The government promised to crack down on environmental crimes in the wake of the devastating BP oil spill in 2010. And at first, it appeared to be fulfilling that pledge. The fines against BP set the record as the largest criminal penalty in U.S. history: $4.5 billion.
But since then, the federal government has eased the pressure. Congress failed to put into effect the tougher offshore oil and gas production regulations that were recommended after the BP spill; a ballyhooed training center for government inspectors was scrapped; the Interior Department’s environmental enforcement division was understaffed and couldn’t perform its basic oversight duties; and when companies were caught violating environmental laws, prosecutors were unwilling to reward whistleblowers.
Still, there was reason to believe the government would be more aggressive with Howington’s case. Rarely have the authorities had so much to work with as they did with his video evidence.
Howington and Servos brought the feds copies of crystal-clear video showing chemicals and what looked like oil gushing out of a pipe 1,500 feet below the surface of the Gulf on April 1, 2014. It was recorded by a camera mounted on a remotely operated vehicle, an unmanned submarine Howington and other rig workers controlled from a floating oil rig.
Hey at least they prosecuted somebody! You millenials are so spoiled. Do you even remember how this kind of federal oversight used to work?
So just be happy with what you get now. Ken Polite says it's good enough for him.The report says that eight officials in the royalty program accepted gifts from energy companies whose value exceeded limits set by ethics rules — including golf, ski and paintball outings; meals and drinks; and tickets to a Toby Keith concert, a Houston Texans football game and a Colorado Rockies baseball game.The investigation also concluded that several of the officials “frequently consumed alcohol at industry functions, had used cocaine and marijuana, and had sexual relationships with oil and gas company representatives.”The investigation separately found that the program’s manager mixed official and personal business. In sometimes lurid detail, the report also accuses him of having intimate relations with two subordinates, one of whom regularly sold him cocaine.The culture of the organization “appeared to be devoid of both the ethical standards and internal controls sufficient to protect the integrity of this vital revenue-producing program,” one report said.The director of the Minerals Management Service, Randall Luthi, said in a conference call with reporters that the officials implicated in the reports had violated the public’s trust.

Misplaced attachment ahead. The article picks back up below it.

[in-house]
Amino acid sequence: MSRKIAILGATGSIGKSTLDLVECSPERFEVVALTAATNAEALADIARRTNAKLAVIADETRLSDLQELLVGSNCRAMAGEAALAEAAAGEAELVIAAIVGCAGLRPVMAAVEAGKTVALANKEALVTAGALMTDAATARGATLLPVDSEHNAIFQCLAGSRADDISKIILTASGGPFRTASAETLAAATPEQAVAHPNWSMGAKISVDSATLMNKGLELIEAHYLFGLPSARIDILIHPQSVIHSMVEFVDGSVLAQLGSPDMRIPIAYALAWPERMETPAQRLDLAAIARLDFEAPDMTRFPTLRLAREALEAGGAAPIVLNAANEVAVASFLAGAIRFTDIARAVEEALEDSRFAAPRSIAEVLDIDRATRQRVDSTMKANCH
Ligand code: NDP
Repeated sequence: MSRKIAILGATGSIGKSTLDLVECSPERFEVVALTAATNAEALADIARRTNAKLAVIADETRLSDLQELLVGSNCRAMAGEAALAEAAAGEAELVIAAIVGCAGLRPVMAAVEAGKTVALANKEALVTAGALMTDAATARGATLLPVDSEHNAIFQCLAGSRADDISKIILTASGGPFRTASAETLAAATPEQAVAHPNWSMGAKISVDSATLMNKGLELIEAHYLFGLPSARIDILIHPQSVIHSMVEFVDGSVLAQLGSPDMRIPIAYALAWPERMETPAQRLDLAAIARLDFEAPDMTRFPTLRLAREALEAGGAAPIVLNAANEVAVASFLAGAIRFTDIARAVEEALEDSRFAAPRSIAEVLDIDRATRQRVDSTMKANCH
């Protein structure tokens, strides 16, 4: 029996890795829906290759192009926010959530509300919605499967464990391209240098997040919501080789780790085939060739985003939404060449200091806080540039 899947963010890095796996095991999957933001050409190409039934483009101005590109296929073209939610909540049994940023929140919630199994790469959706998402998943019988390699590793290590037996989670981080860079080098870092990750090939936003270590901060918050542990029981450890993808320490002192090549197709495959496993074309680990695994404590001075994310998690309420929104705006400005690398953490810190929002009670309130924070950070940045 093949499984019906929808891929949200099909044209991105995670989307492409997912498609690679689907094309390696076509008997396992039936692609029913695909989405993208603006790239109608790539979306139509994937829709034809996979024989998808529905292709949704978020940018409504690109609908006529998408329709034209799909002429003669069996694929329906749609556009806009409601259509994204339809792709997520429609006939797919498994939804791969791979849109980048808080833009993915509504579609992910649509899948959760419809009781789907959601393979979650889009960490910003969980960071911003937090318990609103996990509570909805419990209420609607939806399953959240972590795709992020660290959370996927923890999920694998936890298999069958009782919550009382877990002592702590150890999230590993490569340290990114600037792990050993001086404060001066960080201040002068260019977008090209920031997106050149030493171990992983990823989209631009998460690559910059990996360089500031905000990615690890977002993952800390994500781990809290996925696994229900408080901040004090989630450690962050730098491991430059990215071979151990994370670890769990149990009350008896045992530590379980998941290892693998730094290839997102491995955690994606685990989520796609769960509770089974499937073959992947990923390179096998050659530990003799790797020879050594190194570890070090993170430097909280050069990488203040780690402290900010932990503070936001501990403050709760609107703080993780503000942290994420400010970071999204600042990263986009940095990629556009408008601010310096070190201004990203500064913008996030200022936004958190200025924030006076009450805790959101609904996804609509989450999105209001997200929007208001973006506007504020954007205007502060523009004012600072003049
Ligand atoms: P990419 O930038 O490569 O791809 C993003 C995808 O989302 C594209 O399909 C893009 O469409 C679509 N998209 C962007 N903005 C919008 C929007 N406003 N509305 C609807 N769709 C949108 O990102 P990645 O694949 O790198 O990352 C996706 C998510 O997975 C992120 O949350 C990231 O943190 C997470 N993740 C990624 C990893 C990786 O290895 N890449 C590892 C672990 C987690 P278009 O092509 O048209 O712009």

In a letter to the court, Maestri stood by the decision to charge Walter Oil & Gas for failing to report the discharge, noting that the fine for that felony is larger than the one for an intentional discharge.In other words, the whistleblower doesn't get the $6 million he might have been entitled to. That sucks for him, of course. It's also not great for changing future behavior among rig operators. We're pretty sure we'll see a no cell phones policy instituted pretty soon. That ought to keep this from happening again, at least.
The U.S attorney in New Orleans, Kenneth Polite, stood by Maestri’s handling of the case. He said he couldn’t comment in detail about Howington’s allegations because his claim against Maestri is still pending with the Justice Department in Washington.
“I can state confidently, however, that Walter Oil pled guilty to an environmental criminal charge appropriate to the facts and evidence,” Polite said. “Further, our office timely responded to the questions and concerns of Mr. Howington's counsel. Ultimately, I expect Mr. Howington's claim to be denied.”